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I recall hearing from a few different sources that a 204B "can lift more than it can fly with"

 

The explanation for that I'll leave to the experts, but it must have some basis in fact. Why you'd want to lift something you can't go anywhere with is a mystery to me. My understanding is that the rotor can lift it.. but the T/R cant steer it. seems kinda pointless.

 

As for the statement from GWK, he is correct. However, the number of 205's in Canada with original blades is very small. Most have the 212 rotor system. A 212 rotor blade is a very different animal than a 204 blade. I will wager that there are many engineers/pilots who've seen 204/205 blades crack, shed bits and otherwise cause grey hair to appear. However, those blades were designed to take enemy fire in a war.. Was the 212 blade designed to be the same?... i think prolly not. apples and oranges.

 

One thing for sure, you never want to see 96% NR on anything with a 212 rotor system... unless you are very light and doing an engine vibe check

 

 

 

 

Outwest, however, is somewhat mistaken in practice, if not theory. Oil pressure inside the engine is how every turbine helicopter measures torque. They may do it in different ways, but it's entirely the measurement of engine oil pressure transposed to reflect rotor system load. Is that perfect? no.. is there a better method?... possibly. What does the industry use?... engine oil pressure.

 

 

 

 

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I recall hearing from a few different sources that a 204B "can lift more than it can fly with"

 

The explanation for that I'll leave to the experts, but it must have some basis in fact. Why you'd want to lift something you can't go anywhere with is a mystery to me. My understanding is that the rotor can lift it.. but the T/R cant steer it. seems kinda pointless.

 

As for the statement from GWK, he is correct. However, the number of 205's in Canada with original blades is very small. Most have the 212 rotor system. A 212 rotor blade is a very different animal than a 204 blade. I will wager that there are many engineers/pilots who've seen 204/205 blades crack, shed bits and otherwise cause grey hair to appear. However, those blades were designed to take enemy fire in a war.. Was the 212 blade designed to be the same?... i think prolly not. apples and oranges.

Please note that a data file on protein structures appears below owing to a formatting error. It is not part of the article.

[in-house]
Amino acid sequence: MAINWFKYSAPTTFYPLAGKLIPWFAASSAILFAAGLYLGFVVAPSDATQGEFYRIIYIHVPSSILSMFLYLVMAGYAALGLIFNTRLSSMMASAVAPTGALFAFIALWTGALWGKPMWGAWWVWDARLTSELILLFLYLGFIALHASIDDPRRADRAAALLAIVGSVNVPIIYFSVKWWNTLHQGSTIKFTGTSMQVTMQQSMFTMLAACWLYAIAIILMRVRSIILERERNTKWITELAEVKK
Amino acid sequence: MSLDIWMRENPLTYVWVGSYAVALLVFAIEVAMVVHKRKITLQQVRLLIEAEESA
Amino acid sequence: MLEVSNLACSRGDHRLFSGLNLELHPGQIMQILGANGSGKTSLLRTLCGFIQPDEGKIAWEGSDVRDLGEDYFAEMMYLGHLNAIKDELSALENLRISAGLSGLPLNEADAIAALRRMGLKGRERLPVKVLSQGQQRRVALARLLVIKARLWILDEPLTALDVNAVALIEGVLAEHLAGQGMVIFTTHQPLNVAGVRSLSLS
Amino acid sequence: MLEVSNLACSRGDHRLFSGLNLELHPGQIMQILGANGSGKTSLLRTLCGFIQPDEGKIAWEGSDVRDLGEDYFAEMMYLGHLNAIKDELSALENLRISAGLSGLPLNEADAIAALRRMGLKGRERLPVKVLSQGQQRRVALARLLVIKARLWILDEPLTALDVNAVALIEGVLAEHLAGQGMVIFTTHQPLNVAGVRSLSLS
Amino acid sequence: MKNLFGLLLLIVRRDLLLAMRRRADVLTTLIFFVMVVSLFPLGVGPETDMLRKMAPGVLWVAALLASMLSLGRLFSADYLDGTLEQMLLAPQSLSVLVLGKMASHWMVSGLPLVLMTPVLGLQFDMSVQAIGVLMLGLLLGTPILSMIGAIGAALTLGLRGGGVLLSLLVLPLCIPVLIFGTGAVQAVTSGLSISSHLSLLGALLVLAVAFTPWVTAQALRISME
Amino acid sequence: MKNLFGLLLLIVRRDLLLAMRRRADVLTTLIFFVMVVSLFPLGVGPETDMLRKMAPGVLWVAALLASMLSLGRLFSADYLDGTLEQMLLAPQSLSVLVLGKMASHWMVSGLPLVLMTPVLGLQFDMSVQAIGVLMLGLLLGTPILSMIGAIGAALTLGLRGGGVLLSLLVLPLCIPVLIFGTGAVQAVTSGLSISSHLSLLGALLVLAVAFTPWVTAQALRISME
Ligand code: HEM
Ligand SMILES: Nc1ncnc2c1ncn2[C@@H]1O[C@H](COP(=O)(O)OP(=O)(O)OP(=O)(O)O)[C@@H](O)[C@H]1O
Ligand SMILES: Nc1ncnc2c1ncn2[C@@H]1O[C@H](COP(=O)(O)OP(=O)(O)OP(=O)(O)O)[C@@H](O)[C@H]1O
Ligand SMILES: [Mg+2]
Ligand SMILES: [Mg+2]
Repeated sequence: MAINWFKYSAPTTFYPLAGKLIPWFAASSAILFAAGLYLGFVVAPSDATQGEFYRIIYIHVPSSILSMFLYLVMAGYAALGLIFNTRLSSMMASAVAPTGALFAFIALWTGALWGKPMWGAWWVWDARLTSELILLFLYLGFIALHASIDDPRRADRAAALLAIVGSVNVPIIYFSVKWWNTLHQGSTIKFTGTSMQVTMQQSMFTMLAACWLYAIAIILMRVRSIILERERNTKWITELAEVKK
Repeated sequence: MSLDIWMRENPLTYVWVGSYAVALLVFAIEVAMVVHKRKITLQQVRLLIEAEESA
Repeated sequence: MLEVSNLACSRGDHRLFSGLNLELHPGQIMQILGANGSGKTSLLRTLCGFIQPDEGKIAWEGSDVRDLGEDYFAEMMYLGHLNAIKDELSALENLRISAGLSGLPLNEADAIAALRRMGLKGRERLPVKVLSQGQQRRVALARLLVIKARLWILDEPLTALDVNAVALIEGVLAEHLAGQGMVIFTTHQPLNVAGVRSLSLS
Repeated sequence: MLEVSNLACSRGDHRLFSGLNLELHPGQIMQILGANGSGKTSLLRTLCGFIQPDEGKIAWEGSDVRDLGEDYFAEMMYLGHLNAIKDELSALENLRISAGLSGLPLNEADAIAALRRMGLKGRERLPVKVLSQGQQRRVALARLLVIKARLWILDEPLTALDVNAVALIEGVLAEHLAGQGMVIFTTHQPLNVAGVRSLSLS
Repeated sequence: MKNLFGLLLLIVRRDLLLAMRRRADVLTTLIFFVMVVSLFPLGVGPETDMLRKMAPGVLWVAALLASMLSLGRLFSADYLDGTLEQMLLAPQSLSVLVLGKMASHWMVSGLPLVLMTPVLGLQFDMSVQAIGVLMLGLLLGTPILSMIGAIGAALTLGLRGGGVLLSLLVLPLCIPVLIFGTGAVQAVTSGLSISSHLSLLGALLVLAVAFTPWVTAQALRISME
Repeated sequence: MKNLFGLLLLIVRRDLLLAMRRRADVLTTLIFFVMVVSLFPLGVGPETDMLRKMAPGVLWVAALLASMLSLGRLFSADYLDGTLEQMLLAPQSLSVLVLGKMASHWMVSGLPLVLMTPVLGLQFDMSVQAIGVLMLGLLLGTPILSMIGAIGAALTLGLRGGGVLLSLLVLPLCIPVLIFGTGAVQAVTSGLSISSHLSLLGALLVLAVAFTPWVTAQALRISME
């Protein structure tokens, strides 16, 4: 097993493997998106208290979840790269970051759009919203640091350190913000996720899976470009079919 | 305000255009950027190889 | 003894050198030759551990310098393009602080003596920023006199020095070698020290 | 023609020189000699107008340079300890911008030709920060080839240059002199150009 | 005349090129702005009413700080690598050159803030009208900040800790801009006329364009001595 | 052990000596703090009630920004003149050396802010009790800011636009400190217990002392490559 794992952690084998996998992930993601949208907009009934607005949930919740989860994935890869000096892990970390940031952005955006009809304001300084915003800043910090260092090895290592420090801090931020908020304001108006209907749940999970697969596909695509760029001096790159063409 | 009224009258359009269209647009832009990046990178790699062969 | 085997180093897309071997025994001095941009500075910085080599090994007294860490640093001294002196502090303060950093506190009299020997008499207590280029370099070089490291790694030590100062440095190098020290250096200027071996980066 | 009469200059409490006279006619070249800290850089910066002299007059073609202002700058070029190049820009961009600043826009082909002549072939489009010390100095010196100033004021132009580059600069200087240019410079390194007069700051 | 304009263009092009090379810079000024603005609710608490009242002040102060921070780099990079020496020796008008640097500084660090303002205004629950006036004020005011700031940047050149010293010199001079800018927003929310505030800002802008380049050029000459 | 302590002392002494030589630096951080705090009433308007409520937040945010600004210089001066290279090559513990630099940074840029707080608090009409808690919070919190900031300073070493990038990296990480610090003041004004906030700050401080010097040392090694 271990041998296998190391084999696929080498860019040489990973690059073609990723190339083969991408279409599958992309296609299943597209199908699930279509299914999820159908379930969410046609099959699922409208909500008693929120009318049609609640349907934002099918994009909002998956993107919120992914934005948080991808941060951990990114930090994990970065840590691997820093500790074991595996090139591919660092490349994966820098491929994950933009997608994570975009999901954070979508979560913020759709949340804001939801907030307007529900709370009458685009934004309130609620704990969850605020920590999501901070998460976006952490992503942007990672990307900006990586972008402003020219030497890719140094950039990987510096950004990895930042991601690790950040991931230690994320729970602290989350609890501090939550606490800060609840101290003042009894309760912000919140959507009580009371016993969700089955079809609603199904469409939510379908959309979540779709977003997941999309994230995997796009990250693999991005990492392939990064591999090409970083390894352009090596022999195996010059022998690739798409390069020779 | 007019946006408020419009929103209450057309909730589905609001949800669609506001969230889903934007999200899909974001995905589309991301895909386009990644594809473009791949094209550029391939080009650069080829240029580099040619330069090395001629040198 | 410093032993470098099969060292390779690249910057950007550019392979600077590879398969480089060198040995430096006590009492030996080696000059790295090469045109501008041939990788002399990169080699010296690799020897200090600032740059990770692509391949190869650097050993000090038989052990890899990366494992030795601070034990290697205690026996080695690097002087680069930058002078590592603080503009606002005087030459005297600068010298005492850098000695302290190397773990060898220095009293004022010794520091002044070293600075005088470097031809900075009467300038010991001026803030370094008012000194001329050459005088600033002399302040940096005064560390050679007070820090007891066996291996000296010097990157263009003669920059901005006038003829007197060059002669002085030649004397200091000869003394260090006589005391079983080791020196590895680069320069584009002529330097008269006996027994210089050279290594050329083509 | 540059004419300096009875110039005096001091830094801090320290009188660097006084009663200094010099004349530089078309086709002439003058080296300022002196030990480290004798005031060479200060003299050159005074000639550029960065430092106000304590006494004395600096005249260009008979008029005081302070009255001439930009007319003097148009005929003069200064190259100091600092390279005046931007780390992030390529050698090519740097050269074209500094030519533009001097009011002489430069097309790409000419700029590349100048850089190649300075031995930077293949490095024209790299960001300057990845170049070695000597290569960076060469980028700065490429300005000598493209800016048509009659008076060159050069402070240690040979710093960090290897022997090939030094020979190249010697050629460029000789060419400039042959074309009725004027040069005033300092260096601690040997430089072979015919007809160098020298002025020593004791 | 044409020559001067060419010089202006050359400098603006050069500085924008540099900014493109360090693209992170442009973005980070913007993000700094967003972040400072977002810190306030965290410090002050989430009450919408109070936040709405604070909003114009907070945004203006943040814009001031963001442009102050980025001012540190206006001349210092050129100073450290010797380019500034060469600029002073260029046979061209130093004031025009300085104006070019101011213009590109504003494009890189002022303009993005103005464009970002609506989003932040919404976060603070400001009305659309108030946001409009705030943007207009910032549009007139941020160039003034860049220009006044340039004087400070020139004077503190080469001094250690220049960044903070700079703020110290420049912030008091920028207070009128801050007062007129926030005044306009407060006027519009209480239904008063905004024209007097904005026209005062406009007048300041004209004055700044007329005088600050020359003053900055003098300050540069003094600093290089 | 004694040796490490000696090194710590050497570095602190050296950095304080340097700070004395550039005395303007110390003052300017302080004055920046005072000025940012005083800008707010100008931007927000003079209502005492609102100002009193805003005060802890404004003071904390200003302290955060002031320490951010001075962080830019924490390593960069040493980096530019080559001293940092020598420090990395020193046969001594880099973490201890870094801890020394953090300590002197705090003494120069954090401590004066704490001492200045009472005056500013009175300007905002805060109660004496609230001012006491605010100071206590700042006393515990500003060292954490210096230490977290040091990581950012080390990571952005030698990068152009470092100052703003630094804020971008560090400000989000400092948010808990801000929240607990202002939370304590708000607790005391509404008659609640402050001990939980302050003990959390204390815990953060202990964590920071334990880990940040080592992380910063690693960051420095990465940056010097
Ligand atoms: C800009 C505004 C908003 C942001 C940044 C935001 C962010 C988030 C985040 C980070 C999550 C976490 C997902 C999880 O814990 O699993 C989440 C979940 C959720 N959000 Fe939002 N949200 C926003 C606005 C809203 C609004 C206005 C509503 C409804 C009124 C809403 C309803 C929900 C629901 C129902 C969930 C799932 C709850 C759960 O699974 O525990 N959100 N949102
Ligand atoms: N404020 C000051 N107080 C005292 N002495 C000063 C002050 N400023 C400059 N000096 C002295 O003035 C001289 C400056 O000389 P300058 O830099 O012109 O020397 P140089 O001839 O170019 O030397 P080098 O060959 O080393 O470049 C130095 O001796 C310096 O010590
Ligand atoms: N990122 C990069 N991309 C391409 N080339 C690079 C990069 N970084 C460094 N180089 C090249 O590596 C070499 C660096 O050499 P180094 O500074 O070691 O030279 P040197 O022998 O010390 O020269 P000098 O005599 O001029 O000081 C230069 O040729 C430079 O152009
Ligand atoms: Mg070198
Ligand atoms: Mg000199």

One thing for sure, you never want to see 96% NR on anything with a 212 rotor system... unless you are very light and doing an engine vibe check

 

 

 

 

Outwest, however, is somewhat mistaken in practice, if not theory. Oil pressure inside the engine is how every turbine helicopter measures torque. They may do it in different ways, but it's entirely the measurement of engine oil pressure transposed to reflect rotor system load. Is that perfect? no.. is there a better method?... possibly. What does the industry use?... engine oil pressure.

 

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Artic front you are wrong on the tq oil thing. In the 412 the tq reading come from sensor located at the bottom of the transmission extending up into the bottom of the mast which measures tq or the mechanical twisting force applied to the main rotor. With the 412, tq measuring has nothing to do with oil which is significantly different from 212 and early 412 models,it stictly mechanical and electrical.

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Probably the best way to look at it is "critical flight" regime. If you are taking off, landing, OGE hover (slinging/bucketing), operating in the dead man's curve even with forward motion and so on, you are in a critical flight regime and that helo's engines/tranny will perform best while in that regime at 100% NR. The governors and torque control unit are rigged to provide optimum engine performance at 100% NR.

 

In a situation where you're beeped back and you are in a critical flight regime and should you lose an engine or if you have to roll an engine to idle (eg compressor stalls), beeping the other engine to max is required. But if you are in a situation where you've already beeped down to say 97%, you're well below the power curve and you are at great risk of drooping the rotor a lot sooner than you would ever want to (compared to the same scenario but you were running at 100% NR). Also, your N1 topping is optimum when that single engine running at 100% NR.

 

Beeping back provides you a small percentage of fuel flow benefit (reduced burn) for those long transits to your next fuel cache. Myself, I beep down only if I need that 2-3% fuel flow benefit in cruise.

 

Just my opinion.